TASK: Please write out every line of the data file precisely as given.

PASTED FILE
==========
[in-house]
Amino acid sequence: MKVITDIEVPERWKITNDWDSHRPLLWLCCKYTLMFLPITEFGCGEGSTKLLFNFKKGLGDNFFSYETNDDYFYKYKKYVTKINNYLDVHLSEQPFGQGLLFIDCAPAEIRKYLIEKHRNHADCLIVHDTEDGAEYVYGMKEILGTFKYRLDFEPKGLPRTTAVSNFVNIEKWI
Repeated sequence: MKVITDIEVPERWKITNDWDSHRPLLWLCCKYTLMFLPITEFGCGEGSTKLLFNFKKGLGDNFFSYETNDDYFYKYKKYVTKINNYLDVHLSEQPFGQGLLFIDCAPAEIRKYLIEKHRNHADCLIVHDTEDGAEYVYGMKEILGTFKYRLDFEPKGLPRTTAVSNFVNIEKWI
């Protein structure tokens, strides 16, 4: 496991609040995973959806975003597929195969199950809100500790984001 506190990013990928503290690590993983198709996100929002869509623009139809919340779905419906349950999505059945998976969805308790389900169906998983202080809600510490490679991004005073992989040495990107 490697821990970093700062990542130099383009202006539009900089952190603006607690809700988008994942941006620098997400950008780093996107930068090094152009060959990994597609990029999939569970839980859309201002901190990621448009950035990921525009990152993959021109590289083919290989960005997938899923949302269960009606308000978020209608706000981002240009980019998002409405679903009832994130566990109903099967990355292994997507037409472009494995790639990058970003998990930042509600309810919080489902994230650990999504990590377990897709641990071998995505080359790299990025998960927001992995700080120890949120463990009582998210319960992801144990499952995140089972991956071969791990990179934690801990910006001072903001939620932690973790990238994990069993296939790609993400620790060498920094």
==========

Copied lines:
[in-house]
Amino acid sequence: MKVITDIEVPERWKITNDWDSHRPLLWLCCKYTLMFLPITEFGCGEGSTKLLFNFKKGLGDNFFSYETNDDYFYKYKKYVTKINNYLDVHLSEQPFGQGLLFIDCAPAEIRKYLIEKHRNHADCLIVHDTEDGAEYVYGMKEILGTFKYRLDFEPKGLPRTTAVSNFVNIEKWI
Repeated sequence: MKVITDIEVPERWKITNDWDSHRPLLWLCCKYTLMFLPITEFGCGEGSTKLLFNFKKGLGDNFFSYETNDDYFYKYKKYVTKINNYLDVHLSEQPFGQGLLFIDCAPAEIRKYLIEKHRNHADCLIVHDTEDGAEYVYGMKEILGTFKYRLDFEPKGLPRTTAVSNFVNIEKWI
């Protein structure tokens, strides 16, 4: 496991609040995973959806975003597929195969199950809100500790984001 506190990013990928503290690590993983198709996100929002869509623009139809919340779905419906349950999505059945998976969805308790389900169906998983202080809600510490490679991004005073992989040495990107 490697821990970093700062990542130099383009202006539009900089952190603006607690809700988008994942941006620098997400950008780093996107930068090094152009060959990994597609990029999939569970839980859309201002901190990621448009950035990921525009990152993959021109590289083919290989960005997938899923949302269960009606308000978020209608706000981002240009980019998002409405679903009832994130566990109903099967990355292994997507037409472009494995790639990058970003998990930042509600309810919080489902994230650990999504990590377990897709641990071998995505080359790299990025998960927001992995700080120890949120463990009582998210319960992801144990499952995140089972991956071969791990990179934690801990910006001072903001939620932690973790990238994990069993296939790609993400620790060498920094």